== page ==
Windows Phone 7 Bootcamp: Montreal (August 23 - 24), Vancouver (August 30 - 31), Ottawa (September 2 - 3), Toronto (September 7 - 8)

If you’re looking for intense training with personal attention by a highly-rated presenter with Silverlight and cloud development expertise, you’ll want to check out DevTeach’s Windows Phone 7 Bootcamps. They’re being presented by Colin Melia, who’s presented at TechDays, wrote the Silverlight demo app that we used for the EnergizeIT tour and is one of our go-to guys for Windows Azure – simply put, the guy knows his stuff.

BootThe Windows Phone 7 Bootcamps are serious courses – two full days of in-class hands-on training in which Colin will explain the Windows Phone 7 platform and especially Silverlight as it runs on Windows Phone, with all the details on Silverlight programming techniques, controls, templates, styling, resources, animation, data binding, navigation, interfaces and all those things you need to know about to build a mobile app. The course will mostly cover the Silverlight side of Windows Phone development, although there will be a section on game development with XNA.

If you’re a busy developer who’s having trouble setting aside time to learn all those separate bits that go into Windows Phone development – Silverlight, calling on web services, the Windows Phone-specific APIs, using information for sensors such as GPS and accelerometers and dealing with the constraints of mobile devices – this course is well worth the money. It’ll give you the kick start you start writing apps and capitalize on the wide-open marketplace of Windows Phone apps.

Windows Phone 7 "People" hubThe bootcamps take place in the following cities on the following dates:

  • Montreal: Monday, August 23 and Tuesday, August 24 at the Microsoft office
  • Vancouver: Monday, August 30 and Tuesday, August 31 at the Sutton Place Hotel
  • Ottawa: Thursday, September 2 and Friday, September 3 at the Microsoft office
  • Toronto: Tuesday, September 7 and Wednesday, September 8 at Microsoft’s downtown office

The registration fee is CDN$999 for the full-day training session, and you can save $100 by using the discount code WP7BOOTCAMP when you register. I repeat:

Save $100 with this code: WP7BOOTCAMP

For the full details on the Windows Phone 7 Bootcamp, see the Windows Phone 7 Bootcamp page.

This article also appears in Canadian Developer Connection.

{ 0 comments }

Now in Beta: Windows Phone Developer Tools!

by Joey deVilla on July 12, 2010

Devvin' for Seven: Windows Phone 7 DevelopmentThe announcement went out earlier today: the Windows Phone Developer Tools have moved from the CTP ("Community Technical Preview”) phase to Beta (“Almost There!”). As Brandon Watson wrote in the Windows Phone Developer Blog, “This Beta release represents the near final version of the tools for building applications and games for Windows Phone 7.”

Go ahead, go and download it! Click the big graphic link below. You know you want to.

click here to download wp7 developer tools beta

Make sure you uninstall previous versions of Windows Phone Developer Tools before you install the beta.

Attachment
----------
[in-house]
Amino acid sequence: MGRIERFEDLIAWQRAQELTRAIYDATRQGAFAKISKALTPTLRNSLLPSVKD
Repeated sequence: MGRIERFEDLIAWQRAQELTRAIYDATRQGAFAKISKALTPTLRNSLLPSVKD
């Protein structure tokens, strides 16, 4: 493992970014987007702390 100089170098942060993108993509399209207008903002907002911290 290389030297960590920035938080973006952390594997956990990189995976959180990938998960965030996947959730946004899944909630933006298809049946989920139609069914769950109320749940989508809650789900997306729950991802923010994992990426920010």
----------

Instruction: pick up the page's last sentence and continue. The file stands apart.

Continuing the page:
This article also appears in Canadian Developer Connection.

{ 0 comments }

techmeme

One of the bits of advice that Scott Hanselman gave in our interview with him on Ignite Your Coding  was that a good way to stay on top of all the things happening in the tech world is “follow the aggregators” – the people who take the time to comb through all the tech news and collect it into a single place. I hope that you consider this blog one of your aggregators.

Even aggregators rely on other aggregators, and this one has relied on Techmeme for the longest time (since writing for Canadian Developer Connection since 2009 and Global Nerdy since 2006). Techmeme is Gabe Rivera’s ever-updating “Page One” powered by news crawlers and a human editorial board featuring breaking tech news stories and commentaries on those stories, from big tech news sites to tech blogs (ranging from big, corporate-funded ones to one-person developer blogs). I hit Techmeme several times a day and have found it incredibly useful in all sorts of ways, and it’s nice to see Gabe and Techmeme get their due in the New York Times article Techmeme Offers Tech News at Internet Speed.

Not Just the Story, But the Stories Around the Story

One of the great things about Techmeme is where it leads you. Not only do the big tech stories of the moment appear on Techmeme, but so do stories that link to that story. As a result, you get not just what’s going on, but also links to articles that follow up on, expand, provide context for and even counterpoint to that story.

Here’s a screen shot of a story featured on Techmeme last week, Mary Jo Foley’s article on WebMatrix:

anatomy of a techmeme story

Mary Jo’s article, Microsoft takes aim at Web developers with new WebMatrix tool suite, appears at the top. Below it, in the section titled “Discussion”, are all the blogs that link to Mary Jo’s article. Each of these discussion articles provides some additional context, often with a different angle, from the developer-specific angles covered by Scott “ScottGu” Guthrie and me (in the 3rd article in the discussion list) to the overview angle provided by Ars Technica to the managerial angles provided by Softpedia News and Betanews. You’ll often see disagreeing points of view as well. This “story plus discussion” approach is often very useful for getting a better picture and broader perspective of what’s going on.